Ian, UK

With the salary and allowances that MPs get, they really shouldn't have other jobs. Most of us have to manage on much less than they do. The hours of parliament should be changed so that there is no scope for outside employment.
David Blake, UK

Are we really concerned that these politicians who take up additional jobs may not be able to devote sufficient time and energy to being an MP, or are we really just peeved that they may be earning more than we are?
Simon Moore, UK

It is their moral duty to surrender any other occupations and work entirely for people and Parliament

Wesley Streeting, UK
To have the representatives of the people working outside of Parliament for their own personal financial gain is an affront to Parliamentary democracy and can be of no benefit to their electors. When people put themselves forward as Parliamentary candidates and are elected, it is their moral duty to surrender any other occupations and work entirely for people and Parliament. If William Hague wants a career in business, he should vacate his seat.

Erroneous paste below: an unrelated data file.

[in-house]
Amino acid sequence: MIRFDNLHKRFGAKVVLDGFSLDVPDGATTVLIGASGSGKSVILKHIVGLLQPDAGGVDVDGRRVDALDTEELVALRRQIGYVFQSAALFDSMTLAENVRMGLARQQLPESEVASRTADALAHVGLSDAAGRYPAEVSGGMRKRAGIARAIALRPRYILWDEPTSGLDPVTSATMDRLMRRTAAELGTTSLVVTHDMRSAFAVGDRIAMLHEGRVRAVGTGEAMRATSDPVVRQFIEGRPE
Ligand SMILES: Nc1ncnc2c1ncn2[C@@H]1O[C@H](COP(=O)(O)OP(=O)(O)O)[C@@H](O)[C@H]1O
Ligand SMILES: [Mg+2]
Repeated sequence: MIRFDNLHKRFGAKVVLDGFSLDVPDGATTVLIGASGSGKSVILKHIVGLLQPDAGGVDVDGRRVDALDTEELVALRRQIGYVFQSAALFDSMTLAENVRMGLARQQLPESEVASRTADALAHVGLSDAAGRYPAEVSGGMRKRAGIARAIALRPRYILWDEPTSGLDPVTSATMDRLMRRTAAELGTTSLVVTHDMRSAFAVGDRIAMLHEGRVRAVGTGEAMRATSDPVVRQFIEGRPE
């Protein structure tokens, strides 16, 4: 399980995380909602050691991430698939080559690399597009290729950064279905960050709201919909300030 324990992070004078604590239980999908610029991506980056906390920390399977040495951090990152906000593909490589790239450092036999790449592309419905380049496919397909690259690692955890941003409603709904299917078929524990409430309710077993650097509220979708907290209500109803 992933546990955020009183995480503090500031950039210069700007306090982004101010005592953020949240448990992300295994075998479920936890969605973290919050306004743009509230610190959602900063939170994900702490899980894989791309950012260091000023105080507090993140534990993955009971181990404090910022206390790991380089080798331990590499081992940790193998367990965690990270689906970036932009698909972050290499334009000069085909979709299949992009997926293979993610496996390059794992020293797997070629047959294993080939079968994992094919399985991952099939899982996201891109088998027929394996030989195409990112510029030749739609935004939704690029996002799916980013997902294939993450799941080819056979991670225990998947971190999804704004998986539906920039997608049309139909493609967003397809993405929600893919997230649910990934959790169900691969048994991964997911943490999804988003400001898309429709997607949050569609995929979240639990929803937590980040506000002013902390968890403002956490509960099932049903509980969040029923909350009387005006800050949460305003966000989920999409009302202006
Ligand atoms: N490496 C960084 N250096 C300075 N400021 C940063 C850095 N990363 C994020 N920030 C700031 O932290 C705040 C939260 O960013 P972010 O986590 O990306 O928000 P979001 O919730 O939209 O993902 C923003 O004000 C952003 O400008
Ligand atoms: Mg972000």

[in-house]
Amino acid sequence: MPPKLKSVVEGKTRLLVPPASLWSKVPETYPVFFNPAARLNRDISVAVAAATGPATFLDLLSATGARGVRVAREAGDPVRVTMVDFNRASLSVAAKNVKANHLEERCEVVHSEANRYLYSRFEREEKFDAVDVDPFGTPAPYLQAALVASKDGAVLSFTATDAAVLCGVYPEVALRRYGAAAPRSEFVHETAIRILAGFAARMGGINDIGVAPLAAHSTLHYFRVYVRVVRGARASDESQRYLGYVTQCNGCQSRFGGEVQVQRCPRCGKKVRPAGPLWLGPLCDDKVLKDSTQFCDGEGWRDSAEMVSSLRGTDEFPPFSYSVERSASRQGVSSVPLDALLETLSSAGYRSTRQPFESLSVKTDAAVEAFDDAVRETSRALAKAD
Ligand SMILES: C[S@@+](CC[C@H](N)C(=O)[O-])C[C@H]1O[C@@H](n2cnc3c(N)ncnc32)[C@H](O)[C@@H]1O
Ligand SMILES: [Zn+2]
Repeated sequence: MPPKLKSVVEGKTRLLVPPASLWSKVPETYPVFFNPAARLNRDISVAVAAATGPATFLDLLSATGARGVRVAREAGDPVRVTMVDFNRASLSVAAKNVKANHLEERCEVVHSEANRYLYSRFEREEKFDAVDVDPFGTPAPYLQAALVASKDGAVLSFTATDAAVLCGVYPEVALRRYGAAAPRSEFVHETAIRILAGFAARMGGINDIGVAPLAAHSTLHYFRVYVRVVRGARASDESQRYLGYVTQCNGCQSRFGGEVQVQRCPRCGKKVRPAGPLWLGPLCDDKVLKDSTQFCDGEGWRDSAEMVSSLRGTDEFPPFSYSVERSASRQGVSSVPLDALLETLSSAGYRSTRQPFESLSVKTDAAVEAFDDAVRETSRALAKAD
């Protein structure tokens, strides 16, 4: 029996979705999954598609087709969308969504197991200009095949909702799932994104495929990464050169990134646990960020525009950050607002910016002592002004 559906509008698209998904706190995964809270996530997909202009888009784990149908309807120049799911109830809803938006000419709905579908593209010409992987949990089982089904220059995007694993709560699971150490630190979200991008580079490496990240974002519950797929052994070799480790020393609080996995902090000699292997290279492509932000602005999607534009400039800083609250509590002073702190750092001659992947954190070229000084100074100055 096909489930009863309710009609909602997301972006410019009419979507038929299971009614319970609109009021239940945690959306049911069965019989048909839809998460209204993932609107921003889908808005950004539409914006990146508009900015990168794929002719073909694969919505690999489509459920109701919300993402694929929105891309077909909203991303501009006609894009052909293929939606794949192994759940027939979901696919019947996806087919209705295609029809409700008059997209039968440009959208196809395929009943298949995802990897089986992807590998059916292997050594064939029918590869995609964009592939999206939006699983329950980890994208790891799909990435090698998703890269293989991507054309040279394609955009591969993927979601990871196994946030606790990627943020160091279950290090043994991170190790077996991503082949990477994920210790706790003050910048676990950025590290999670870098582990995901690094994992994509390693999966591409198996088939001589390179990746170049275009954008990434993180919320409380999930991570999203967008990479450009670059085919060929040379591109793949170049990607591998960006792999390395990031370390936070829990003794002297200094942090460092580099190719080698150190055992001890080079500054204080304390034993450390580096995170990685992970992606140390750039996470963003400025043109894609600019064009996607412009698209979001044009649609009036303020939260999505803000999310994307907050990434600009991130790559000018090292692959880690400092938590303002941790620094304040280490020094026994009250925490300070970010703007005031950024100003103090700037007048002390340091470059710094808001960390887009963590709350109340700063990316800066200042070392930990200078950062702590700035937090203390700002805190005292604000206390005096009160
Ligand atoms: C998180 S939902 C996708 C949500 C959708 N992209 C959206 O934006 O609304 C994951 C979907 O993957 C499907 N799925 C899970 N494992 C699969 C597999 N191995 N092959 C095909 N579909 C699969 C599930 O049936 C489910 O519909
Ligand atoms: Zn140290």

Wesley Streeting, UK

It should be outlawed as soon as possible

Peter, UK

When I vote for an MP, I expect him/her to devote all of their working time to representing the interests of myself and other constituents, not to have divided loyalties between the interests of the constituents and whichever business has also purchased their services. Most employers quite reasonably expect you to seek their permission before doing other work - why shouldn't this apply to MPs? The whole business of serving MPs doing other jobs represents an anti-democratic conflict of interests not dissimilar to that raised by the cash for questions scandal a few years ago - it should be outlawed as soon as possible.
Peter, UK